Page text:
The most fundamental unit of the human body is the cell. All human life originally begins as one single cell, which then divides into many more cells, until a baby is born after nine months of cell division inside the mother’s womb.
Each cell is a dynamic, living unit that is constantly monitoring and adjusting its own processes, according to the original DNA code it was created with, as well as containing the blueprint for the whole organism. Cells have the ability to repair themselves, as well as make new cells that replace those that have been permanently damaged or destroyed. Even when a large number of cells are destroyed, the surrounding cells replicate to make new cells – thereby quickly replacing the cells that were destroyed.
This innate intelligence is continually working day and night. Did you know that we make a billion new cells every hour – 24 billion cells every day! This allows our body to make a new liver every six weeks, a new stomach lining every five days, new skin every 30 days, and a new skeleton every three months.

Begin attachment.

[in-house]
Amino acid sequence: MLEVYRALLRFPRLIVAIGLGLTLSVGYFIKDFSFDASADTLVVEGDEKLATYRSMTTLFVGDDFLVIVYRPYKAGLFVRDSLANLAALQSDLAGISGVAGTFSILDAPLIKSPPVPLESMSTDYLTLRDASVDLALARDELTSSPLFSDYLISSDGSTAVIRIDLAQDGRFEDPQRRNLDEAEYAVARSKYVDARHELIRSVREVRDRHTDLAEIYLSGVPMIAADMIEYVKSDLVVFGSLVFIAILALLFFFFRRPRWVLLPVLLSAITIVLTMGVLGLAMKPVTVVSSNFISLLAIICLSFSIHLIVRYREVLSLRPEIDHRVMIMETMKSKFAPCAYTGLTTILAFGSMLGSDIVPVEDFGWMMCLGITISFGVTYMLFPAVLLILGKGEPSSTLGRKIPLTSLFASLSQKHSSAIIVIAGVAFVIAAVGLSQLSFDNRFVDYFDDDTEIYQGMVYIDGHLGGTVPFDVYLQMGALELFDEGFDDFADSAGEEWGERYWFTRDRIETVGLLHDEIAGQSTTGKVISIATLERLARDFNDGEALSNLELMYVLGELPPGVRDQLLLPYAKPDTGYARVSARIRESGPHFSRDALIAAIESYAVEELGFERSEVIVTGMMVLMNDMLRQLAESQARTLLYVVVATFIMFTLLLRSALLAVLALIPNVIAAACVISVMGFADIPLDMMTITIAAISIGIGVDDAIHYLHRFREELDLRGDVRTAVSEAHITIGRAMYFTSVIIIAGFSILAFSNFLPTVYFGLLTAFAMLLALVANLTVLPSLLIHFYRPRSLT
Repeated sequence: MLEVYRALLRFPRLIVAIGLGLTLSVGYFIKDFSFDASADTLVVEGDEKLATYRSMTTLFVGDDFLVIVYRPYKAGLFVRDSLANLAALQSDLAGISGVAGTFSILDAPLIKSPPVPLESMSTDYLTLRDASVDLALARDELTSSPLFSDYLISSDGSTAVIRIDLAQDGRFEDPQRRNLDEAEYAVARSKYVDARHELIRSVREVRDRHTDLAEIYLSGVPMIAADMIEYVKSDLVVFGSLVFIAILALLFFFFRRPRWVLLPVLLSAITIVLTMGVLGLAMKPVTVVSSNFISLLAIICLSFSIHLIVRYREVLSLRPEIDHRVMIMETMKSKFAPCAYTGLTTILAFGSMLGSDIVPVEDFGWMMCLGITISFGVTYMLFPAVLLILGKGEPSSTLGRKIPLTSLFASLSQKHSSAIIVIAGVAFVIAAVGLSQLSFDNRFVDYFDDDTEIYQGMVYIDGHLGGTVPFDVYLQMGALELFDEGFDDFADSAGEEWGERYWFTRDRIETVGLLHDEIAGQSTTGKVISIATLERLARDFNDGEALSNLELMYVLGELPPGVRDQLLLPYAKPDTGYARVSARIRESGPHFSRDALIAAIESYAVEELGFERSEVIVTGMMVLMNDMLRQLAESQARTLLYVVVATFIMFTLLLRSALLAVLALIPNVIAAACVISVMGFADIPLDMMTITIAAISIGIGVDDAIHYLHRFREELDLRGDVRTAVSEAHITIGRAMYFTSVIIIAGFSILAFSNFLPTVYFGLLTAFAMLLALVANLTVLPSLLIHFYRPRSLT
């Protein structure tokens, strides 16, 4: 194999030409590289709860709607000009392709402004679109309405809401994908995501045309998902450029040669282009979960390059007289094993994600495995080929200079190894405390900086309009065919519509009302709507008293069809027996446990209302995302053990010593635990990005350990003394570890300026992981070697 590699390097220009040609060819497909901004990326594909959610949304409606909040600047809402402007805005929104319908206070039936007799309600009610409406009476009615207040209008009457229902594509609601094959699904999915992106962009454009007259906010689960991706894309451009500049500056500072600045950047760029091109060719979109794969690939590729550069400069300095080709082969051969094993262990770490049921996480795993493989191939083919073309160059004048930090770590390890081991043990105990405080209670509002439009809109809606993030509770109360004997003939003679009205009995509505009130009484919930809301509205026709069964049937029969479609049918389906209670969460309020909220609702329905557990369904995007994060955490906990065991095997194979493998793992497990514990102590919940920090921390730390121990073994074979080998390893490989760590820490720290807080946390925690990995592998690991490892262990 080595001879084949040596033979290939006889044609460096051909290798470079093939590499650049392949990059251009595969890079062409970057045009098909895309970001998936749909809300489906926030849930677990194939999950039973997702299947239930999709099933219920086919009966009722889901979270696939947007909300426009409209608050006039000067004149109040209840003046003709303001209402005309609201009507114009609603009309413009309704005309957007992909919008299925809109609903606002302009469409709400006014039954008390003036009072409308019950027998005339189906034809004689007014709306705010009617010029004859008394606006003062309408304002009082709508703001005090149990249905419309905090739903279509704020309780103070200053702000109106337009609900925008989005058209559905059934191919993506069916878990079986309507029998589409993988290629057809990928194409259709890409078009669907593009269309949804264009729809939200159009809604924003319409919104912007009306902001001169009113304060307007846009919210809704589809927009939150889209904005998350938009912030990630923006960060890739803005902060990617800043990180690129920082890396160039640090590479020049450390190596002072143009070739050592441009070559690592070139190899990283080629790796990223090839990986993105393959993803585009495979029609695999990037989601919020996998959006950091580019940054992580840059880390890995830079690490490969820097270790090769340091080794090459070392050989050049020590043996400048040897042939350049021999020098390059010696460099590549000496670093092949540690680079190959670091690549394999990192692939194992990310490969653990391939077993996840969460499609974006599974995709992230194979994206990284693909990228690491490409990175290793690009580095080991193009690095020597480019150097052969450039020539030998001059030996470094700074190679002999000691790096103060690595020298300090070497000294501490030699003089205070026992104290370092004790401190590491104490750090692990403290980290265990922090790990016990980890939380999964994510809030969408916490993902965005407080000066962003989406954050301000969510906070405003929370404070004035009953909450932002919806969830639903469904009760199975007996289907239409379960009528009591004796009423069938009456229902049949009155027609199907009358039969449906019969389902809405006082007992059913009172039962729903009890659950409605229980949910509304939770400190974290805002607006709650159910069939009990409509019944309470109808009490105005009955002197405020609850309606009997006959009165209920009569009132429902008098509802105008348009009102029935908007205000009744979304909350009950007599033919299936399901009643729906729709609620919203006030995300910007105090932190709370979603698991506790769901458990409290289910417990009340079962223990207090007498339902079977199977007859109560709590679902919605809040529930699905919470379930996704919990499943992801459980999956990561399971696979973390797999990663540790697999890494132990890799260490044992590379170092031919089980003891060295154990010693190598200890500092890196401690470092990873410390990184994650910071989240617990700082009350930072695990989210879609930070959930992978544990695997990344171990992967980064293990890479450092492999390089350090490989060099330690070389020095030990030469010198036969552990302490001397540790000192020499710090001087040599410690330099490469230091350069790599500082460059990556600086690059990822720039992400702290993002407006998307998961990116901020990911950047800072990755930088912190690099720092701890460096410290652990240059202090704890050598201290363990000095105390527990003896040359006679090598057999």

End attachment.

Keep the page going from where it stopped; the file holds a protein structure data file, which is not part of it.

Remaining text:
This process happens naturally as we breathe in around 20,000 times every day, and with each breath we take in 1018 new atoms. While in return breathing out the same number of atoms with each our breathe.
What can have a detrimental effect on how this well-oiled machine operates is the intimate and dynamic relationship between what is going on with our feelings and thoughts and how our bodies responds to that information. It might be easy to understand that a scary thought can get our heart beating faster, but it can be harder to realise that loneliness, sadness or depression can also affect us physically.
Did you know, for example, that loneliness and social isolation was associated with a 29 per cent increased risk of a heart or angina attack and a 32 per cent heightened risk of having a stroke?
Researchers, from the universities of York, Liverpool and Newcastle in the UK, looked at previous studies involving more than 181,000 adults, and concluded that addressing loneliness and social isolation may have an important role in the prevention of two of the leading causes of morbidity in high-income countries.
Given that stress is linked with many physical diseases, it might be no real surprise to learn that a positive outlook can have health-giving effects. Results from a Dutch study that examined the attitudes and longevity of 999 people over the age of 65, reported a ‘protective relationship’ between optimism and mortality. Optimists were shown to have a 77 per cent lower risk of heart disease than pessimists.
The more you know about how your body and mind work in harmony with each other, the better able you are to make the right choices to enhance both the quantity and quality of your health and well-being.